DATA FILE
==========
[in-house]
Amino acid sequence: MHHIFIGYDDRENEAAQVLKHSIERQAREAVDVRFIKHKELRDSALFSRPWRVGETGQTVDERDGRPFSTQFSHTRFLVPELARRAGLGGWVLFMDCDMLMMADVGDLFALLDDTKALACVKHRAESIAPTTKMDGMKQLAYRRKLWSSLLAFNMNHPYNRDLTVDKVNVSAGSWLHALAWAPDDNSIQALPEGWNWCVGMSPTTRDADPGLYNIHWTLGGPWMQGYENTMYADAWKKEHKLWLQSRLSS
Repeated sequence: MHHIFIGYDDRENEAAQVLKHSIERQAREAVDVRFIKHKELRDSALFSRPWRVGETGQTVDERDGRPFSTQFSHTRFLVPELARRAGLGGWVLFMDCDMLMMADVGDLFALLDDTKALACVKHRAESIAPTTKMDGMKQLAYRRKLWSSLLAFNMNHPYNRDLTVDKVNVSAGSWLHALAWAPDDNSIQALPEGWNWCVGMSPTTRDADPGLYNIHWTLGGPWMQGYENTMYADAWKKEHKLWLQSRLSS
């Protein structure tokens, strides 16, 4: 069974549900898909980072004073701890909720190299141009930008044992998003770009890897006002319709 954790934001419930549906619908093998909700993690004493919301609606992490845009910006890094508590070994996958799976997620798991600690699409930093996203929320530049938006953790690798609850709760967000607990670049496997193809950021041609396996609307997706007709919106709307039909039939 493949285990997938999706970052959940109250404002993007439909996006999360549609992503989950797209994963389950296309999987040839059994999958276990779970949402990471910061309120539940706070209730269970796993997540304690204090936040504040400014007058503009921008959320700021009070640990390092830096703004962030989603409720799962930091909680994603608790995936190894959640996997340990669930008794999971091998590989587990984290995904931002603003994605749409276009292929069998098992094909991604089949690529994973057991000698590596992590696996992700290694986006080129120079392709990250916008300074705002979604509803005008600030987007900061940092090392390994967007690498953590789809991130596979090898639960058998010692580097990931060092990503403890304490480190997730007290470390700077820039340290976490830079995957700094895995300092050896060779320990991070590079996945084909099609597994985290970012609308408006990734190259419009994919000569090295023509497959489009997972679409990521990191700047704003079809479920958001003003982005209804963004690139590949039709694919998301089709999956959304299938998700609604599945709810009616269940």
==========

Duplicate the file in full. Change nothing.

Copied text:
[in-house]
Amino acid sequence: MHHIFIGYDDRENEAAQVLKHSIERQAREAVDVRFIKHKELRDSALFSRPWRVGETGQTVDERDGRPFSTQFSHTRFLVPELARRAGLGGWVLFMDCDMLMMADVGDLFALLDDTKALACVKHRAESIAPTTKMDGMKQLAYRRKLWSSLLAFNMNHPYNRDLTVDKVNVSAGSWLHALAWAPDDNSIQALPEGWNWCVGMSPTTRDADPGLYNIHWTLGGPWMQGYENTMYADAWKKEHKLWLQSRLSS
Repeated sequence: MHHIFIGYDDRENEAAQVLKHSIERQAREAVDVRFIKHKELRDSALFSRPWRVGETGQTVDERDGRPFSTQFSHTRFLVPELARRAGLGGWVLFMDCDMLMMADVGDLFALLDDTKALACVKHRAESIAPTTKMDGMKQLAYRRKLWSSLLAFNMNHPYNRDLTVDKVNVSAGSWLHALAWAPDDNSIQALPEGWNWCVGMSPTTRDADPGLYNIHWTLGGPWMQGYENTMYADAWKKEHKLWLQSRLSS
């Protein structure tokens, strides 16, 4: 069974549900898909980072004073701890909720190299141009930008044992998003770009890897006002319709 954790934001419930549906619908093998909700993690004493919301609606992490845009910006890094508590070994996958799976997620798991600690699409930093996203929320530049938006953790690798609850709760967000607990670049496997193809950021041609396996609307997706007709919106709307039909039939 493949285990997938999706970052959940109250404002993007439909996006999360549609992503989950797209994963389950296309999987040839059994999958276990779970949402990471910061309120539940706070209730269970796993997540304690204090936040504040400014007058503009921008959320700021009070640990390092830096703004962030989603409720799962930091909680994603608790995936190894959640996997340990669930008794999971091998590989587990984290995904931002603003994605749409276009292929069998098992094909991604089949690529994973057991000698590596992590696996992700290694986006080129120079392709990250916008300074705002979604509803005008600030987007900061940092090392390994967007690498953590789809991130596979090898639960058998010692580097990931060092990503403890304490480190997730007290470390700077820039340290976490830079995957700094895995300092050896060779320990991070590079996945084909099609597994985290970012609308408006990734190259419009994919000569090295023509497959489009997972679409990521990191700047704003079809479920958001003003982005209804963004690139590949039709694919998301089709999956959304299938998700609604599945709810009616269940």